Flying Fijians World Cup future is in their hands after an escape to victory in Bordeaux
Two second-half tries spared an uncharacteristically nervy Fiji’s blushes as they came from behind to beat Georgia 17-12. It put them on the brink of qualification for the quarter-finals – but also allowed Eddie Jones to breathe again.
Captain Waisea Nayacalevu muscled and weaved his way through two defenders to belatedly kick-start Fiji’s quarter-final qualification bid at an unseasonably warm Stade de Bordeaux.
His touchdown in the corner, 12 minutes into the second half, finally got Fiji on the scoreboard. Frank Lomani converted but missed a much more straightforward penalty a couple of minutes later. By this time, opponents Georgia had already kicked three penalties – and had what looked a nailed-on try ruled out for the most microscopic of forward passes.
Up to that point, it had been that sort of game for Fiji, whose heads appeared to be already in a quarter-final they have still not yet officially qualified for. The scent of an upset was in the air. And the Fijians would have had images of the loss to Uruguay in 2019 running around their heads.
But the skipper’s score – while Semi Radradra was in the sin-bin for slapping down a ball – woke them up. Suddenly there was more snap to their play. Their forwards’ famed ability to make metres through contact had returned, after being noticeable by its absence in the opening period. It was just a shame their backs weren’t always on the same page. There is remedial work to do in attack before next weekend’s pool-deciding match against Portugal.
Fifteen minutes later, Vinaya Habosi picked up Player of the Match Levani Botia’s offload – Botia had just won the turnover that took the action into Georgia’s 22 from deep inside their own territory – to score Fiji’s second try and send them to the brink of what would be their third quarter-final appearance in Rugby World Cups.
There was time for a scare or two yet. Josua Tuisova was yellow-carded for a high tackle a minute from time. It was was referred to the ‘bunker’, but not in the end upgraded. And Georgia had one more attack up their sleeves with the clock in the red. Ilaisa Droasese got to a kick-ahead first, with two Georgian attackers bearing down on him at high velocity. He went defensive route one, hammering the ball dead on the volley to end the game.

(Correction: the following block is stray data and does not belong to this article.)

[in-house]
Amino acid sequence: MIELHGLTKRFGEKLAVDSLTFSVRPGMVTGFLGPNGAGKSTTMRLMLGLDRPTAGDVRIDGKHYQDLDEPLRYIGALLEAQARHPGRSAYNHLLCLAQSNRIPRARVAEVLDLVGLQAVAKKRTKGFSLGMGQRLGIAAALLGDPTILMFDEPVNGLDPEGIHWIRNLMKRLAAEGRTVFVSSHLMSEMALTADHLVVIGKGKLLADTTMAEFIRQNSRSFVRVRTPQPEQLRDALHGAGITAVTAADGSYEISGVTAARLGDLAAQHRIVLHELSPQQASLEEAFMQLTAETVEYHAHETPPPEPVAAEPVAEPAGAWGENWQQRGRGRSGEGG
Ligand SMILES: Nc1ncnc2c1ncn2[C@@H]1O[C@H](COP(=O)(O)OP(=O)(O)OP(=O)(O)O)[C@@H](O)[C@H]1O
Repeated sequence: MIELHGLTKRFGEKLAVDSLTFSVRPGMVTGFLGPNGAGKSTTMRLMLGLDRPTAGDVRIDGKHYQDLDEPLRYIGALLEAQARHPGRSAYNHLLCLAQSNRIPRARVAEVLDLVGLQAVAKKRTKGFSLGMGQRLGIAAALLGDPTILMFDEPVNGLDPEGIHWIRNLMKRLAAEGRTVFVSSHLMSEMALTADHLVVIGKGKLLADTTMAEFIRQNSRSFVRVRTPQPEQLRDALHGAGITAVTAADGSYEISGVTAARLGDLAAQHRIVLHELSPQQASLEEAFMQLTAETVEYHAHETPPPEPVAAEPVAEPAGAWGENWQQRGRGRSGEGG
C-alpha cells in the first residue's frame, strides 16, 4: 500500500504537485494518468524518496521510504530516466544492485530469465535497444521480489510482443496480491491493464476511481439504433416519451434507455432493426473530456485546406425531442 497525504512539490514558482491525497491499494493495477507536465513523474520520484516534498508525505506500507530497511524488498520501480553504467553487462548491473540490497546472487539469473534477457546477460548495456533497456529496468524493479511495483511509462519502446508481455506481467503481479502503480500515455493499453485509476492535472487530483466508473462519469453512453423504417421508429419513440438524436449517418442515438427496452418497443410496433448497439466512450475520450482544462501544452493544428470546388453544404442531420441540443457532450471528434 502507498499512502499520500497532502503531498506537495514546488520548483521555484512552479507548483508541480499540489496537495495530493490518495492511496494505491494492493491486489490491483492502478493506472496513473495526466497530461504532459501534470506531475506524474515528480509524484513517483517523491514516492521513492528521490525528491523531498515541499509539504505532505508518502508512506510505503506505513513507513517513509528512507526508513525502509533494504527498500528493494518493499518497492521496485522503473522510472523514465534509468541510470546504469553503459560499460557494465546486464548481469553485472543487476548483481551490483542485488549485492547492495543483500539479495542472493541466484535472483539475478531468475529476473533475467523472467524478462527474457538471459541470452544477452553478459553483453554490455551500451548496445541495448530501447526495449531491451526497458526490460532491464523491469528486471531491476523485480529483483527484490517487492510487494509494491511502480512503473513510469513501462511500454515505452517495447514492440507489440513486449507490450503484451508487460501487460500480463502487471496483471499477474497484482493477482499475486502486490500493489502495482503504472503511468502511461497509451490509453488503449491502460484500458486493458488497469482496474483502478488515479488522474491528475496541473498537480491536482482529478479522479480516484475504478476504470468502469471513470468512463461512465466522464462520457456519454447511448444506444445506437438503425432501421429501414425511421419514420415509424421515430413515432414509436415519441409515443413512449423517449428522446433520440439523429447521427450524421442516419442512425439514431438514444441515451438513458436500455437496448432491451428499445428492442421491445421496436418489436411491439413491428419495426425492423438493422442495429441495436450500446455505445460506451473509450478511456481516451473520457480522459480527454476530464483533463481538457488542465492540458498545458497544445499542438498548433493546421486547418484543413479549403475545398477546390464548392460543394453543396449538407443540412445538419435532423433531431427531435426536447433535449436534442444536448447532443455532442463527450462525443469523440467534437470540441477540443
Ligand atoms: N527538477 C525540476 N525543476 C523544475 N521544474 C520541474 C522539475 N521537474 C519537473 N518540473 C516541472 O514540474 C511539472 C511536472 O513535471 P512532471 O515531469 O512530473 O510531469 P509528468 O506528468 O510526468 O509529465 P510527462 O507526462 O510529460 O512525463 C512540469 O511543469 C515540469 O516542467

Fiji quarter-final edges closer
Fiji’s place in the last eight has yet to be confirmed. Australia could provisionally overtake them in Pool C with a win over Portugal in Saint-Étienne on Sunday – but Simon Raiwalui’s side still have that game in hand. They play Os Lobos next week in Toulouse.
That first half had been a tale of two defences. Pedestrian, lackadaisical Fiji… and Joe Worsley’s. He had Georgia tackling as if their lives depended on it, chasing Fijian ball-carriers as if they’d nicked their mum’s handbag in the street.
Their set-piece, too, had been in the ascendancy. Early in the second period, Fiji lost their fifth lineout, of 12 at the time.
They’d got off to the quickest start – and would, should perhaps, have scored in the third minute if Akaki Tabutsadze had held on to a pass from opposite wing Davit Niniashvili. They did score two minutes later, when Luka Matkava calmly slotted over a penalty.
Quarter-of-an-hour and two Georgian injury replacements later, they increased their lead, as Niniashvili casually tapped over a penalty from well over 50 metres. He repeated the trick shortly after the half-hour, from just under 50 metres, to send the Eastern Europeans into a thoroughly deserved nine-point lead.
It arguably should have been more. Niniashvili – him again – stopped a flying Droasese in his tracks just outside Georgia’s 22. Scrum-half Vasil Lobzhanidze hacked on the suddenly loose ball, Josua Tuisova made a mess of cleaning up, No 8 Tornike Jalagonia didn’t and got the ball out to Tabutsadze, who made no mistake this time.
But Jalagonia’s pass was ruled forward. It felt, at the time, like a Moment Of Great Import. So it proved.
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